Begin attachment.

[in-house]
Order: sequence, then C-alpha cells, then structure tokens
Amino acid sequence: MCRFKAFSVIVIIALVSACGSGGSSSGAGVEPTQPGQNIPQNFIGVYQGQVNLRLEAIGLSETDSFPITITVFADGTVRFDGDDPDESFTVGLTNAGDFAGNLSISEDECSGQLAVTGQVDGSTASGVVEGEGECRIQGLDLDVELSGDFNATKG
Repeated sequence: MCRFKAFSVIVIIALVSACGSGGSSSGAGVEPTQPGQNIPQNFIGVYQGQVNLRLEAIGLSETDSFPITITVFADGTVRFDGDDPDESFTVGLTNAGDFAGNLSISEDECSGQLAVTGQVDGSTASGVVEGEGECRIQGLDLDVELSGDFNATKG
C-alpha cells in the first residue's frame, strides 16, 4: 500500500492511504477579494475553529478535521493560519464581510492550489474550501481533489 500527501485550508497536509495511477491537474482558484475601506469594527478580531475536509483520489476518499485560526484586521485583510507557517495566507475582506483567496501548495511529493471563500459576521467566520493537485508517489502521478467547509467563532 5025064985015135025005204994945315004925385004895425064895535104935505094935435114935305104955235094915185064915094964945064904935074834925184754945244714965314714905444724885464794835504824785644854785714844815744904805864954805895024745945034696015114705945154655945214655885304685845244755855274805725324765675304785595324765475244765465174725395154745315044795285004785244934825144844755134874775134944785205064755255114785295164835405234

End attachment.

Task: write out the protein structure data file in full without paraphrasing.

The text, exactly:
[in-house]
Order: sequence, then C-alpha cells, then structure tokens
Amino acid sequence: MCRFKAFSVIVIIALVSACGSGGSSSGAGVEPTQPGQNIPQNFIGVYQGQVNLRLEAIGLSETDSFPITITVFADGTVRFDGDDPDESFTVGLTNAGDFAGNLSISEDECSGQLAVTGQVDGSTASGVVEGEGECRIQGLDLDVELSGDFNATKG
Repeated sequence: MCRFKAFSVIVIIALVSACGSGGSSSGAGVEPTQPGQNIPQNFIGVYQGQVNLRLEAIGLSETDSFPITITVFADGTVRFDGDDPDESFTVGLTNAGDFAGNLSISEDECSGQLAVTGQVDGSTASGVVEGEGECRIQGLDLDVELSGDFNATKG
C-alpha cells in the first residue's frame, strides 16, 4: 500500500492511504477579494475553529478535521493560519464581510492550489474550501481533489 500527501485550508497536509495511477491537474482558484475601506469594527478580531475536509483520489476518499485560526484586521485583510507557517495566507475582506483567496501548495511529493471563500459576521467566520493537485508517489502521478467547509467563532 5025064985015135025005204994945315004925385004895425064895535104935505094935435114935305104955235094915185064915094964945064904935074834925184754945244714965314714905444724885464794835504824785644854785714844815744904805864954805895024745945034696015114705945154655945214655885304685845244755855274805725324765675304785595324765475244765465174725395154745315044795285004785244934825144844755134874775134944785205064755255114785295164835405234